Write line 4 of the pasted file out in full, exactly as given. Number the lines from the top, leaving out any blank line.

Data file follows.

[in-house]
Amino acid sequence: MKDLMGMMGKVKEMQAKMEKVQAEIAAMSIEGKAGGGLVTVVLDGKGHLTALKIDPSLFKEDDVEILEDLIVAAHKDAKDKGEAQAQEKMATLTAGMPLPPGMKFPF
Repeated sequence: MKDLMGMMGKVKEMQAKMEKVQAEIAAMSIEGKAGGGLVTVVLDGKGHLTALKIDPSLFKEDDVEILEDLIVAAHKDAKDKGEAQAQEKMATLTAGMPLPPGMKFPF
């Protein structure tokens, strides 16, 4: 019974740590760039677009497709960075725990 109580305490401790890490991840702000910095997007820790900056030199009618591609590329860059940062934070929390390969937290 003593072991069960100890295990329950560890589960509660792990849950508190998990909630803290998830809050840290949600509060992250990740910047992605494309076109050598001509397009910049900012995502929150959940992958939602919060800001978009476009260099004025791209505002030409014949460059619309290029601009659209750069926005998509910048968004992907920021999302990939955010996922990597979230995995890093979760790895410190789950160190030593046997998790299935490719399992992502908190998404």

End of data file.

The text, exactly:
């Protein structure tokens, strides 16, 4: 019974740590760039677009497709960075725990 109580305490401790890490991840702000910095997007820790900056030199009618591609590329860059940062934070929390390969937290 003593072991069960100890295990329950560890589960509660792990849950508190998990909630803290998830809050840290949600509060992250990740910047992605494309076109050598001509397009910049900012995502929150959940992958939602919060800001978009476009260099004025791209505002030409014949460059619309290029601009659209750069926005998509910048968004992907920021999302990939955010996922990597979230995995890093979760790895410190789950160190030593046997998790299935490719399992992502908190998404």